- English teacher at Trinity High School in Western Pennsyvania
- A former Classrooms for the Future coach who spent two years encouraging teachers to include wikis into their plans for collaboration, sharing, and authentic assessment.
- Works with Jennifer Sylves, fellow teacher.
- Presented a workshop to teachers about wikis in the classroom in 2009
- Links to wikis: http://delicious.com/nancy.hoffman/wikis
- Links to cff_wiki: http://delicious.com/nancy.hoffman/cff_wiki
- Especially likes: http://eduwikius.wikispaces.com/Wikis
Wiki workshops offered at Journey to Learn in 2009. Teachers claim wikis are an invaluable teaching tool.
Jennifer Sylves uses Wikis for class projects because:
- the web-based collaboration sites of wikis help students with organization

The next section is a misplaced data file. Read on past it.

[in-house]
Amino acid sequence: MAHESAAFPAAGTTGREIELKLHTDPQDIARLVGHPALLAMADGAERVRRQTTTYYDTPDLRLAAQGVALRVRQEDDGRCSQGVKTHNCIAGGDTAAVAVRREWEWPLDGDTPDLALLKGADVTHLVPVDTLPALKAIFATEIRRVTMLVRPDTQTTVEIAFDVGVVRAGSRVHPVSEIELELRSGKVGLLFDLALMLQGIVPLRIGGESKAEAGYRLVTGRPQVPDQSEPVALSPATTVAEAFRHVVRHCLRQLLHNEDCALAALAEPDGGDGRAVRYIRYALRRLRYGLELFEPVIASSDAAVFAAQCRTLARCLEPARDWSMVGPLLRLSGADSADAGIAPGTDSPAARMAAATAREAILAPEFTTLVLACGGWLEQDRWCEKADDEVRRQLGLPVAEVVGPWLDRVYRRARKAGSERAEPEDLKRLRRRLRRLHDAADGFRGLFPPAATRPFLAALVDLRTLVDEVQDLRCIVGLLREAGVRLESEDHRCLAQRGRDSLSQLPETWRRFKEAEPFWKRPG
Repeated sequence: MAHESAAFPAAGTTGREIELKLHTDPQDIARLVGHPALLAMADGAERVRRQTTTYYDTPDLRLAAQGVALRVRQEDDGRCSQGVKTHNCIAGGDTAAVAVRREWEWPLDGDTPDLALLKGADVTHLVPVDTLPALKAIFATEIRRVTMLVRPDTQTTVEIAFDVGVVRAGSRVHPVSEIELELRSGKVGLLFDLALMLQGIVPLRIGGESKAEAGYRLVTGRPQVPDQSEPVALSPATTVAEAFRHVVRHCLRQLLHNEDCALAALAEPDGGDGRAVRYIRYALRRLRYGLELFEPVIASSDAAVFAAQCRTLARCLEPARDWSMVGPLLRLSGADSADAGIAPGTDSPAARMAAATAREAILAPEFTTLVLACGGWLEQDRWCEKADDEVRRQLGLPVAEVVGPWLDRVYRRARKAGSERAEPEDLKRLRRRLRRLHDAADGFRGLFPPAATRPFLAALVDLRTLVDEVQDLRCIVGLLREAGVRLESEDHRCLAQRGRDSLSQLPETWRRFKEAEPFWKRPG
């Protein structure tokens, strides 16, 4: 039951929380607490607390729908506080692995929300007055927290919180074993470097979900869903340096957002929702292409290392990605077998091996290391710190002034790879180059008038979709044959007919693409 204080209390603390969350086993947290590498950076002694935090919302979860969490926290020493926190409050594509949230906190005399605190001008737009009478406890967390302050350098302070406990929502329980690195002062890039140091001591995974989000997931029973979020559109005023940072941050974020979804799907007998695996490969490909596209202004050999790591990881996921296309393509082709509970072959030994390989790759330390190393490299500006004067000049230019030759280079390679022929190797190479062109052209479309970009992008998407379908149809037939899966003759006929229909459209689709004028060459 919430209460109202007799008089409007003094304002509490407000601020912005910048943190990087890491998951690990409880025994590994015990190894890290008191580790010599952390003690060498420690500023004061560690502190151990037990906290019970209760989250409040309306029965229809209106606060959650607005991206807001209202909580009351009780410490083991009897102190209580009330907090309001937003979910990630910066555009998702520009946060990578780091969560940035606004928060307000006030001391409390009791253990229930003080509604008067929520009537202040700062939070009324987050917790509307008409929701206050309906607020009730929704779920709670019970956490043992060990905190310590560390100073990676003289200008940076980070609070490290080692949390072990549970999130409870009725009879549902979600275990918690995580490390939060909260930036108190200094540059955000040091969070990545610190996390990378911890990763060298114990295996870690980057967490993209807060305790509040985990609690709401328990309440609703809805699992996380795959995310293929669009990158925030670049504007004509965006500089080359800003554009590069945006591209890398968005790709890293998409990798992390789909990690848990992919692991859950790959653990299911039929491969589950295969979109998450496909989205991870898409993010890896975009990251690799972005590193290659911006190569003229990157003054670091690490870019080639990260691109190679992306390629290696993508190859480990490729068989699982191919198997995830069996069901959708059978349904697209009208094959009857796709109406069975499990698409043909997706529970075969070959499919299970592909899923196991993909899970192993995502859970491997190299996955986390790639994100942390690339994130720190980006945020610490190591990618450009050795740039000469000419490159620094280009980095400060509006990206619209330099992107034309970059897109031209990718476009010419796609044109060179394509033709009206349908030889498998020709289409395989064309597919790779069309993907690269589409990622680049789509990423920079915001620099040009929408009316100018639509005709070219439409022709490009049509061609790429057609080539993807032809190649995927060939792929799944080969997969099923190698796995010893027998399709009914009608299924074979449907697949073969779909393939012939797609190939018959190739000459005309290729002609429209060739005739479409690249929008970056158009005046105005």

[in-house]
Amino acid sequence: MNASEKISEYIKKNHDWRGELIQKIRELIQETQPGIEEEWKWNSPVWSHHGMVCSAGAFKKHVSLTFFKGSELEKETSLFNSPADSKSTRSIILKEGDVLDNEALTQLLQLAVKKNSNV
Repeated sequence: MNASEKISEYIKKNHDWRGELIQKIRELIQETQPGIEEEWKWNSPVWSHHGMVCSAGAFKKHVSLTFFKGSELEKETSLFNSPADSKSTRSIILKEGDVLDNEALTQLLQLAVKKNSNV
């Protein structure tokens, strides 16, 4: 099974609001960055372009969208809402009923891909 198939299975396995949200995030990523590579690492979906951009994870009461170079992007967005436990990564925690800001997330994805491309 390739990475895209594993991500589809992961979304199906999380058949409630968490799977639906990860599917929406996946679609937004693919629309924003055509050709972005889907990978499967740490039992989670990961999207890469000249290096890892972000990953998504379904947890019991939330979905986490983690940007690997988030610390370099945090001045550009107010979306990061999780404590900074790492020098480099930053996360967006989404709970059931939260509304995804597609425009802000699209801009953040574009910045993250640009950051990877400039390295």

- wikis create a sense of “individual accountability
- wikis create a sense of interdependence among the students.
Teaching with wikis can draw together students who might not otherwise interact and help lower-achieving students contribute on an even footing with students who excel, said Jennifer Sylves, an English teacher in western Pennsylvania's Trinity High School. “They (wikis) give everyone a meaningful task, so they (wikis) level the playing field.”
Jennifer Sylves finds wikis an invaluable teaching tool. She and a colleague, Nancy Hoffman, who teaches math and computer science, presented a workshop about Wikis to peers from across the region as part of The Consortium for Public Education’s 2009 Journey to Learn. Journey to Learn is a regional in-service day for teachers to share best practices across district lines.
Mathematics & Computer Science Teacher, Trinity High School, Washington, PA 724-225-5380 x6260 firstname.lastname@example.org
- Many teachers in PA use wikis to engage students and provide authentic assessment for learning. However, this means that there is LOTS of information to glean.